How To Create and Communicate a Workplace Vaccination Policy
In this blog post, we’ll explore key considerations for developing a COVID-19 workplace vaccination policy and messaging you can use to communicate decisions to employees.
It’s been 18 months since COVID-19 was declared a global pandemic by the World Health Organization (WHO). With more than 63 percent of people in the U.S. ages 12 and up now fully vaccinated and researchers increasingly confident vaccines for younger children will be available by the end of the year, many businesses are itching to return to normalcy.
For many, “normalcy” means getting employees back to working in-person in the office, at least part of the time. Employers are anxious to resume more normal business operations. The government is eager to re-establish economic stability and bolster consumer confidence. And millions of employees struggling with social isolation and work-from-home fatigue are ready for a change of scenery.
But there’s more to a COVID-19 return-to-work strategy than reconfiguring office space and writing up quarantine guidelines. As employers determine when and how to reopen their facilities, how your organization approaches employee vaccination will be an important consideration.
When developing a return-to-work strategy, you’ll need to consider COVID-19 vaccination questions like:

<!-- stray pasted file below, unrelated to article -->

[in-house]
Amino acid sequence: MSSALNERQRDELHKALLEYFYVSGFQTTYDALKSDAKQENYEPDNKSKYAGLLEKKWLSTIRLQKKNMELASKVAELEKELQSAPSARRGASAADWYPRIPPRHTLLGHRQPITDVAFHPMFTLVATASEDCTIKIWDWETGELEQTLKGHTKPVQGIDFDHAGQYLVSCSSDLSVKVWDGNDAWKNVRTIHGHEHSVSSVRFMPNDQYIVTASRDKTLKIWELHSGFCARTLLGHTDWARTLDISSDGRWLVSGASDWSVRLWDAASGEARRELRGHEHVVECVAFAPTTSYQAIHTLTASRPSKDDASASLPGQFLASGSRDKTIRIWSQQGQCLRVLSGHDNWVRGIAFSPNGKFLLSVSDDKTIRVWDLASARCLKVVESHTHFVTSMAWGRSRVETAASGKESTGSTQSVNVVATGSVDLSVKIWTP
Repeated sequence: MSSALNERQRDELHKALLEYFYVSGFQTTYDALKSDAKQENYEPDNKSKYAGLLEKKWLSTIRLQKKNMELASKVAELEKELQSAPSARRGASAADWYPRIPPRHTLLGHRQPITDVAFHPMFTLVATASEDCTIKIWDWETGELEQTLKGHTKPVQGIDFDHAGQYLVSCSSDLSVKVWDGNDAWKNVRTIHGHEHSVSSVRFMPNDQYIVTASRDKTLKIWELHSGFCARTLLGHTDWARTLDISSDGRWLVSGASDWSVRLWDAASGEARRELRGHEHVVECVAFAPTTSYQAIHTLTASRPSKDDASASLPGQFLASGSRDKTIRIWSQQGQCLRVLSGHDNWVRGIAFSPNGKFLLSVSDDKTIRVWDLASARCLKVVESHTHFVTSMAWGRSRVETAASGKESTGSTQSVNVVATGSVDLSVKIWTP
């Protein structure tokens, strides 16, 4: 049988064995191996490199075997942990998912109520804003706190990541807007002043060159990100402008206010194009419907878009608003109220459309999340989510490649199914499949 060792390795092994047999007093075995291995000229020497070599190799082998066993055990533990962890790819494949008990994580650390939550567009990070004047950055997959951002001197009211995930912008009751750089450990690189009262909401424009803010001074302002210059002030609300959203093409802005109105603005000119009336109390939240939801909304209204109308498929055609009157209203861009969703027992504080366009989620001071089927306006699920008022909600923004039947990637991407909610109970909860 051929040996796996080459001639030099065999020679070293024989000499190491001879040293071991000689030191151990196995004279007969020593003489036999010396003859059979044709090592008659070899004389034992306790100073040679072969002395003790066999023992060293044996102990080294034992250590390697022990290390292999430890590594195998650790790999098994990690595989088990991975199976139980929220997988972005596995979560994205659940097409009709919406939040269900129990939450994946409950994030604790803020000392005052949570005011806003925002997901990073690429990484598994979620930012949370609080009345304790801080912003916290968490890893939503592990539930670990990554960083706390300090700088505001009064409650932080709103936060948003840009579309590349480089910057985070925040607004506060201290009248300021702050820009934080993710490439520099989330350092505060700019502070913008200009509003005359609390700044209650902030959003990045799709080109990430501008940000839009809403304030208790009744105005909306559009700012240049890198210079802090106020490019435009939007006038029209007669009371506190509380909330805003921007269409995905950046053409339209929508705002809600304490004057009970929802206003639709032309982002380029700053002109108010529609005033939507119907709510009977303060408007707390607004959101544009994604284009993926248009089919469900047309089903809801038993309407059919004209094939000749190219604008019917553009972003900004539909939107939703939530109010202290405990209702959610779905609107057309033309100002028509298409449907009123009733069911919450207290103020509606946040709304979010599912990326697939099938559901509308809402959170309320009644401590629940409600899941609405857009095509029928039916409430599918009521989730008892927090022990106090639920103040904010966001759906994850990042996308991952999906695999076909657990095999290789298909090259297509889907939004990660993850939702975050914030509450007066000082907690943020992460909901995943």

- What will your workplace vaccination policy be?
- Can (or should) you require employees to get vaccinated?
- How will you encourage employees to get the COVID-19 vaccine?
- Should you incentivize employees to get the vaccine?
- How will you communicate with employees about the COVID-19 vaccine?
In this blog post, we’ll explore important considerations for developing a COVID-19 workplace vaccination policy. You’ll discover several strategies other companies are using to encourage employees to get vaccinated, as well as how modern emergency communication technology can help your organization improve employee vaccination rates. Finally, we’ll cover messaging that you can use when discussing your COVID-19 vaccine policy within your company.
COVID-19 Vaccine Challenges in the Workplace
Navigating a return to work has not been easy for businesses. Between the slow initial rollout of the vaccine, rampant misinformation, and changing guidelines from officials, employers are constantly facing challenges in keeping their employees safe and their businesses up and running. And as organizations plan to bring more employees back to the physical workplaces, business leaders face another challenge: deciding whether or not to mandate vaccines.
Most employers have never had to decide whether to mandate a vaccine because of a public health threat, so deciding whether or not to require the COVID-19 vaccine in your business can be a daunting task. But following surging case volumes caused by the Delta variant, a recent survey shows that a growing number of companies—52 percent—are opting for some level of mandate.
Can employers require vaccinations?
In short, yes. The U.S. Equal Employment Opportunity Commission (EEOC) has stated that employers’ workplace vaccination policies can mandate employees receive an FDA-authorized or approved COVID-19 vaccine. There are, however, recognized protections that must be afforded to employees seeking exemption from vaccination requirements due to medical conditions or religious beliefs.
The EEOC also says that “employers should remember that guidance from public health authorities is likely to change as the COVID-19 pandemic evolves. Therefore, employers should continue to follow the most current information on maintaining workplace safety.”